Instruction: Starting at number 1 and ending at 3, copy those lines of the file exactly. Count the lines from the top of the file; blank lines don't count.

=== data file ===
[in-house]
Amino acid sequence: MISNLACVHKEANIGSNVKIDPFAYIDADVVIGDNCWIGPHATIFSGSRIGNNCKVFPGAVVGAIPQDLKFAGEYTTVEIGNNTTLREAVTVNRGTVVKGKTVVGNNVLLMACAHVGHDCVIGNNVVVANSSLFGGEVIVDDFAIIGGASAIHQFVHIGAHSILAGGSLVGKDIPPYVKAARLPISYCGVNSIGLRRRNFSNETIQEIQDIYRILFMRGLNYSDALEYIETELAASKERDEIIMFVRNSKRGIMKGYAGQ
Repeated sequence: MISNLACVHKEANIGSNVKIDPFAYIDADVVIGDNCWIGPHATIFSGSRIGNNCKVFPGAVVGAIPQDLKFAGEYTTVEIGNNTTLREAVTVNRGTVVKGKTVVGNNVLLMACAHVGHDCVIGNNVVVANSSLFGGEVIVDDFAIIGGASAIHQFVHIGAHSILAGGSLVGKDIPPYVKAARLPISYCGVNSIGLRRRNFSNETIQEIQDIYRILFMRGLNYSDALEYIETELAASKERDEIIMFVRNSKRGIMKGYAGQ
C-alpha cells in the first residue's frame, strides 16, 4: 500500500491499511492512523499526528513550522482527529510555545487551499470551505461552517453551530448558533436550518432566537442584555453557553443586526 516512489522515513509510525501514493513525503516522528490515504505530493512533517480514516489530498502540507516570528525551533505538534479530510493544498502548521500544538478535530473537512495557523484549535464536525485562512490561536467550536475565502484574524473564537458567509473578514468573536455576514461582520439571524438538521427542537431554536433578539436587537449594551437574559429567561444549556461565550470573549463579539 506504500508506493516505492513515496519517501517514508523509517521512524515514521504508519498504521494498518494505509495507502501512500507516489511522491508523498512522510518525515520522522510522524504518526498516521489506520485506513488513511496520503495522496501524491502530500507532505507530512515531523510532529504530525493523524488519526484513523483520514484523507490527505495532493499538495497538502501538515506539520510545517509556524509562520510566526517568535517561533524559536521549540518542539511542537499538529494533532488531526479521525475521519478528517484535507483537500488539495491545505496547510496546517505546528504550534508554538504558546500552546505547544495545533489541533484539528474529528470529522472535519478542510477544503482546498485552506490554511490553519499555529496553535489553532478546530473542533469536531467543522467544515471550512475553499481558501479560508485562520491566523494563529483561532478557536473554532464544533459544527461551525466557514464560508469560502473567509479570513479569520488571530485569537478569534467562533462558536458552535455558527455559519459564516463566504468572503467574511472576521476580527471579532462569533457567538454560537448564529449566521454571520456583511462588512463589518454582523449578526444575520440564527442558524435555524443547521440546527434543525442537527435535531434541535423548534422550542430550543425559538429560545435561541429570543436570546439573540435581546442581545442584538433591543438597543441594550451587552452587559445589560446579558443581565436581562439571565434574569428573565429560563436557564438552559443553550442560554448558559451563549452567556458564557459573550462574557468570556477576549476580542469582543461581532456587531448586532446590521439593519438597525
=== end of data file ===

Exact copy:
[in-house]
Amino acid sequence: MISNLACVHKEANIGSNVKIDPFAYIDADVVIGDNCWIGPHATIFSGSRIGNNCKVFPGAVVGAIPQDLKFAGEYTTVEIGNNTTLREAVTVNRGTVVKGKTVVGNNVLLMACAHVGHDCVIGNNVVVANSSLFGGEVIVDDFAIIGGASAIHQFVHIGAHSILAGGSLVGKDIPPYVKAARLPISYCGVNSIGLRRRNFSNETIQEIQDIYRILFMRGLNYSDALEYIETELAASKERDEIIMFVRNSKRGIMKGYAGQ
Repeated sequence: MISNLACVHKEANIGSNVKIDPFAYIDADVVIGDNCWIGPHATIFSGSRIGNNCKVFPGAVVGAIPQDLKFAGEYTTVEIGNNTTLREAVTVNRGTVVKGKTVVGNNVLLMACAHVGHDCVIGNNVVVANSSLFGGEVIVDDFAIIGGASAIHQFVHIGAHSILAGGSLVGKDIPPYVKAARLPISYCGVNSIGLRRRNFSNETIQEIQDIYRILFMRGLNYSDALEYIETELAASKERDEIIMFVRNSKRGIMKGYAGQ